Wednesday, September 30, 2015

[Memphis Reads 2015] Fresh Reads Top Ten Winner Latifa Juma

What is the What
Latifa Juma

Achak’s father narrates how God created the world. After creating the Earth, the first thing he created were the monyjang. He blessed them with everything possible: beauty, fertile land, and most importantly cows. After all of this, God decided to test the monyjang. He asked them if they wanted the cows or would they prefer the What. Of course, the monyjang chose the cows because they could see that the cows were a blessing. They provided food and would multiply and grow. Achak’s father didn't mention in his story to the baggara that God then gave the What to the Arabs. That is why they are inferior and the Dinka are superior. The Arabs also wanted to be blessed with God’s bounty, so they stole the Dinka’s cattle and grazed them on Dinkaland. Arabs were unable to do that on their land, because they lived in the desert. That is the literal meaning of the What in Achak’s father’s story, but I think throughout this book, metaphorically the What is uncertainty. Achak has been given the What. Even though he didn’t ask for it, it was given to him. He went through his life with uncertainty. Most children at his age know what grade they are going to attend, what outfit they want to wear for Christmas, or what they want to eat for lunch. However, Achak’s childhood and even adulthood was filled with uncertainty (the What). During one of the lion attacks, Achak states, “the lion was a simple black silhouette, broad shoulders, its thick legs outstretched, its mouth open.” This is what Achak had to go through, the uncertainty that he might or might not live until the next day. Each day held a new adventure, new uncertainty, and new problems to be faced. When Achak is thinking about the version of the story his father told him, he states, “and though it was unfair, that was how God has intended it and there was no changing it.” Little did he realize that would apply to his own life just a short while later. It wasn’t fair what happened to him, but it was what God had intended.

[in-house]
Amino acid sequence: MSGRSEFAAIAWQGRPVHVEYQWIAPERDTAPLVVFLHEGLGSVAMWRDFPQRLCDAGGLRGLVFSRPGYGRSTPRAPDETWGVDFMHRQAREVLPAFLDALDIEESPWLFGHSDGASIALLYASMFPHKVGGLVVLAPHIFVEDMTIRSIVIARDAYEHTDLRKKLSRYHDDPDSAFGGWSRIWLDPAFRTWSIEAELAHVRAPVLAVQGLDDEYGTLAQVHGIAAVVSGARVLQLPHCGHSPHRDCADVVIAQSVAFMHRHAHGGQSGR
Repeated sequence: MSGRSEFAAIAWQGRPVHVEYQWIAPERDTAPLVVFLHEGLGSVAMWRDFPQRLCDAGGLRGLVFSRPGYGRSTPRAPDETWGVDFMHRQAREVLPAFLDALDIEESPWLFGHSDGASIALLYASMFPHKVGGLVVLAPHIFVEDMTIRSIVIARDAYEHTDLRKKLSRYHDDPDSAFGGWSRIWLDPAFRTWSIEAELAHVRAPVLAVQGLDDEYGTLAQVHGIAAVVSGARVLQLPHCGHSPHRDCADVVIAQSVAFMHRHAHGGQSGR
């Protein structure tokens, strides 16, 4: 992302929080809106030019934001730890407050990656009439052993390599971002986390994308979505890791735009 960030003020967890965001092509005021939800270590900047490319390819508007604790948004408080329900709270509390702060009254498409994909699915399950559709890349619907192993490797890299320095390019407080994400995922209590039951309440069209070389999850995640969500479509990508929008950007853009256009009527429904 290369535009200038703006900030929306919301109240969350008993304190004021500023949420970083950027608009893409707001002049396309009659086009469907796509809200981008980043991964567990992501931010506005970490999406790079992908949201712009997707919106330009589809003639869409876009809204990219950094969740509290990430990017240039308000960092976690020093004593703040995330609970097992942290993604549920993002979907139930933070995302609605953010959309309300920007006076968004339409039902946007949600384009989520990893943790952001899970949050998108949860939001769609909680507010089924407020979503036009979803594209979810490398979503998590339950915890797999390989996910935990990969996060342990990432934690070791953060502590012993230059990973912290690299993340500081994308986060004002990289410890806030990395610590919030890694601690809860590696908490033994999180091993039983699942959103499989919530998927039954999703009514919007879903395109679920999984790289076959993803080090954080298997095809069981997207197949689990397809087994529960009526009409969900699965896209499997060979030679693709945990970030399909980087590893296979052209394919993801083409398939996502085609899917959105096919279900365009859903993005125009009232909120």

I have had similar experiences as Achak. However, my experience is nothing compared to Achak’s. Achak went through great difficulty, but we both came to America because of the same reason: war. I was also given the “what.” The war in Afghanistan brought my family to the United States. I was only five years old, and like Achak, I didn’t know what the next day would hold. Thankfully I had my wonderful mother and siblings with me to take the difficult journey with. I didn’t know what America had in store for us. Slowly but surely I got the hang of my new life. At first it was very difficult, because I didn’t understand the language or culture, but everything worked out. One uncertain moment I still remember was when my mother took us for our interview to come to America. It was in another part of the city. It took hours on the train to get there and once we were there, we stayed in line for our turn; it seemed like forever. After the interview, I didn’t know what was going to happen next. The following week, my mother got a call saying that our case was approved and we should prepare to leave for America. And here I am.

--Latifa Juma

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